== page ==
Setters and validators for parameter values. Additionally, tools for creating sequences of parameter values and for transforming parameter values are provided.

value_validate(object, values)

value_seq(object, n, original = TRUE)

value_sample(object, n, original = TRUE)

value_transform(object, values)

value_inverse(object, values)

value_set(object, values)



An object with class quant_param.


A numeric vector or list (including Inf). Values cannot include unknown(). For value_validate(), the units should be consistent with the parameter object's definition.


An integer for the (maximum) number of values to return. In some cases where a sequence is requested, the result might have less than n values. See Details.


A single logical. Should the range values be in the natural units (TRUE) or in the transformed space (FALSE, if applicable)?


value_validate() throws an error or silently returns values if they are contained in the values of the object.

value_transform() and value_inverse() return a vector of numeric values.

value_seq() and value_sample() return a vector of values consistent with the type field of object.


For sequences of integers, the code uses unique(floor(seq(min, max, length.out = n))) and this may generate an uneven set of values shorter than n. This also means that if n is larger than the range of the integers, a smaller set will be generated. For qualitative parameters, the first n values are returned.

If a single value sequence is requested, the default value is returned (if any). If no default is specified, the regular algorithm is used.

For quantitative parameters, any values contained in the object are sampled with replacement. Otherwise, a sequence of values between the range values is returned. It is possible that less than n values are returned.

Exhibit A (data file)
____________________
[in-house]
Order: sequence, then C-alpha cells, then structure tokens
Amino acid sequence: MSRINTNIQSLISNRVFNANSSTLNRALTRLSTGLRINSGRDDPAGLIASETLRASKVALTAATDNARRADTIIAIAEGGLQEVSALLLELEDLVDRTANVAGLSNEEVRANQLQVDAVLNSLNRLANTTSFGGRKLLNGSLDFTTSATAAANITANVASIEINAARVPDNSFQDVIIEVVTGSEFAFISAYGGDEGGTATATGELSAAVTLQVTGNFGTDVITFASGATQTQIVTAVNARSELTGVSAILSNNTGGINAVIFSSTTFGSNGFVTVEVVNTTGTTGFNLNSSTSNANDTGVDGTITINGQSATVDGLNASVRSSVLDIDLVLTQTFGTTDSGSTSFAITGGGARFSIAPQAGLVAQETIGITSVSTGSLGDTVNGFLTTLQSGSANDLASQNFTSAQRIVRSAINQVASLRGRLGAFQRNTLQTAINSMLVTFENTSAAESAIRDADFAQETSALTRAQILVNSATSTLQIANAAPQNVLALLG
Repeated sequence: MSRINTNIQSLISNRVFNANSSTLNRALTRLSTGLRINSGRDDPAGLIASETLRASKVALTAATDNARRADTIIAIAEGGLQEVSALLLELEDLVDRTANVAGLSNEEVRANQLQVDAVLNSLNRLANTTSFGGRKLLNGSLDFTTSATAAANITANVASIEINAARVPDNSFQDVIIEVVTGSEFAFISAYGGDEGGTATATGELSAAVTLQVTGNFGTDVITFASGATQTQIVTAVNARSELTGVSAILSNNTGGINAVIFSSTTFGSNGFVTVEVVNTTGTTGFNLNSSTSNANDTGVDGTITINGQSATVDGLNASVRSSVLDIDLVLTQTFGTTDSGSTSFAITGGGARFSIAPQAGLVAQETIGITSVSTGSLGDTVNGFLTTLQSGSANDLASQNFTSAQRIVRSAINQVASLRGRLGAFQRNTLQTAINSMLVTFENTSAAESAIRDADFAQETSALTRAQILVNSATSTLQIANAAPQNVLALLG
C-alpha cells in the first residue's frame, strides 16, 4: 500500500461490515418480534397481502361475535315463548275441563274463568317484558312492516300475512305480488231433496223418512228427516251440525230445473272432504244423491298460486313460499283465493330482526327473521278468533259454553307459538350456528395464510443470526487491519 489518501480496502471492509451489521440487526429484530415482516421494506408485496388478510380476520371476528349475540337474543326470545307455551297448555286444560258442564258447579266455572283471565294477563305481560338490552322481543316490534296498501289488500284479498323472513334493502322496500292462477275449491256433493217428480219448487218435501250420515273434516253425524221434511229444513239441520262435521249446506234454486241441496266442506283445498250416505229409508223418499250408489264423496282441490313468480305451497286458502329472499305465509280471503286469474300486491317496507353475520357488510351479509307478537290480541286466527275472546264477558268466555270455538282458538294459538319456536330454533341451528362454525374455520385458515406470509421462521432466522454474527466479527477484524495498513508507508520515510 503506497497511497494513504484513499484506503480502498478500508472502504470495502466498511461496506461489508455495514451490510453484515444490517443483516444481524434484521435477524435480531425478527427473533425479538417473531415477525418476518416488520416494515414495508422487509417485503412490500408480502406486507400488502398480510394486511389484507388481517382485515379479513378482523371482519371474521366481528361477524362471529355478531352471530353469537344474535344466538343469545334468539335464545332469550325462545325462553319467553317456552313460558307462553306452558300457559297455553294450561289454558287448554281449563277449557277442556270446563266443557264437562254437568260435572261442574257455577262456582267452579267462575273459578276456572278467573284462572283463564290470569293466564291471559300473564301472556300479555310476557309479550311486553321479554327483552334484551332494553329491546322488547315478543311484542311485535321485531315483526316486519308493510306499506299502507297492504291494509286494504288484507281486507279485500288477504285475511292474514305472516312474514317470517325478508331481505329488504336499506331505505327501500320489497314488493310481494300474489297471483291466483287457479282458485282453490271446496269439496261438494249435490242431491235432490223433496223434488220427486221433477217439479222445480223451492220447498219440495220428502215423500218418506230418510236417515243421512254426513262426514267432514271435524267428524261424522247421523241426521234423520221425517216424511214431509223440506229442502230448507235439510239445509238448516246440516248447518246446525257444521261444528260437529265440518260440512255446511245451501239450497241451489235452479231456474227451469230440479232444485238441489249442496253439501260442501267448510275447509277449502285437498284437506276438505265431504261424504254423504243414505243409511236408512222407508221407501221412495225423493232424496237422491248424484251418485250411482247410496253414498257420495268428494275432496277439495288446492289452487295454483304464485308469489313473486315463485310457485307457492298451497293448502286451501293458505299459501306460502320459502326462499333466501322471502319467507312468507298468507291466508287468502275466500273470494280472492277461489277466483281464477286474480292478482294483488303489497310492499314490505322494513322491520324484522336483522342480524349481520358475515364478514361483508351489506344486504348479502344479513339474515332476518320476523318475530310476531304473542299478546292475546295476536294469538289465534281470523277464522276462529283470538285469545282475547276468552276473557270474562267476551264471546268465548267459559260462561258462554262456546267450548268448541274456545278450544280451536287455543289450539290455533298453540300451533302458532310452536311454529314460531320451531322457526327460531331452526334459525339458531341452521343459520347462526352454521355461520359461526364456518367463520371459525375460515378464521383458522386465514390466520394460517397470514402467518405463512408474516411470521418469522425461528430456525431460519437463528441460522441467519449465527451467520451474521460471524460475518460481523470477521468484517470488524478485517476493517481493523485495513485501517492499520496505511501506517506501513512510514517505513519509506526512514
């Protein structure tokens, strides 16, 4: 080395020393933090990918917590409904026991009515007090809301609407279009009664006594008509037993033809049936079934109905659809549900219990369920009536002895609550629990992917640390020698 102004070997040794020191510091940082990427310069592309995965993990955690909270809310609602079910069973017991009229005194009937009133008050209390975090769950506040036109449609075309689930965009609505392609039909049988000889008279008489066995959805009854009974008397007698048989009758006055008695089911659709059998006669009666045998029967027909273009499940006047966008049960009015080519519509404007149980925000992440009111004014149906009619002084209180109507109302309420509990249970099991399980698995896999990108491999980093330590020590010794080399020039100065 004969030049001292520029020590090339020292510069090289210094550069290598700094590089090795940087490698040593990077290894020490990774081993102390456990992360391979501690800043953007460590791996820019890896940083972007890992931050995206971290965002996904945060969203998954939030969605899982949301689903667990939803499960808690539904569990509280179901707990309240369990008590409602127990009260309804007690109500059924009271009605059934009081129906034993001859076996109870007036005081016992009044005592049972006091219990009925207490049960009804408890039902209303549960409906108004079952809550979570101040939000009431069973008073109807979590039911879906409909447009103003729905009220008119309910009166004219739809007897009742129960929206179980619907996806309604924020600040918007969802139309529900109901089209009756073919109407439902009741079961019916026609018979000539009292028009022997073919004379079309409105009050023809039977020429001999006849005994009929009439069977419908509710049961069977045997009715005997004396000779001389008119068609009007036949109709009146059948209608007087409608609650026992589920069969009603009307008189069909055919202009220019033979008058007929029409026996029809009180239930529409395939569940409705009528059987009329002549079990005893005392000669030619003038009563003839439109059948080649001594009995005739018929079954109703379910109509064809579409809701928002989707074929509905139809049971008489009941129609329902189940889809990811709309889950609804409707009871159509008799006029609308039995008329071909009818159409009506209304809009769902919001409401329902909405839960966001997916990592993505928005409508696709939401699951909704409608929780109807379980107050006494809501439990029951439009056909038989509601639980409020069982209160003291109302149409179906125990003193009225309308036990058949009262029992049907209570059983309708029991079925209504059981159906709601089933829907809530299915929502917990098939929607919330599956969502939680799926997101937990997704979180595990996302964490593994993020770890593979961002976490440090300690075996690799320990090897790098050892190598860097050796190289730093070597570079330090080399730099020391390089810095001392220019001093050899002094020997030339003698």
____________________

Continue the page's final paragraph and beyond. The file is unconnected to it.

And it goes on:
For qualitative parameters, sampling of the values is conducted with replacement. For qualitative values, a random uniform distribution is used.


library(dplyr) penalty() %>% value_set(-4:-1)
#> Amount of Regularization (quantitative) #> Transformer: log-10 #> Range (transformed scale): [-10, 0] #> Values: 4
# Is a specific value valid? penalty()
#> Amount of Regularization (quantitative) #> Transformer: log-10 #> Range (transformed scale): [-10, 0]
#> $lower #> [1] 1e-10 #> #> $upper #> [1] 1 #>
value_validate(penalty(), 17)
#> [1] FALSE
# get a sequence of values cost_complexity()
#> Cost-Complexity Parameter (quantitative) #> Transformer: log-10 #> Range (transformed scale): [-10, -1]
cost_complexity() %>% value_seq(4)
#> [1] 1e-10 1e-07 1e-04 1e-01
cost_complexity() %>% value_seq(4, original = FALSE)
#> [1] -10 -7 -4 -1
on_log_scale <- cost_complexity() %>% value_seq(4, original = FALSE) nat_units <- value_inverse(cost_complexity(), on_log_scale) nat_units
#> [1] 1e-10 1e-07 1e-04 1e-01
value_transform(cost_complexity(), nat_units)
#> [1] -10 -7 -4 -1
# random values in the range set.seed(3666) cost_complexity() %>% value_sample(2)
#> [1] 5.533485e-04 1.480162e-05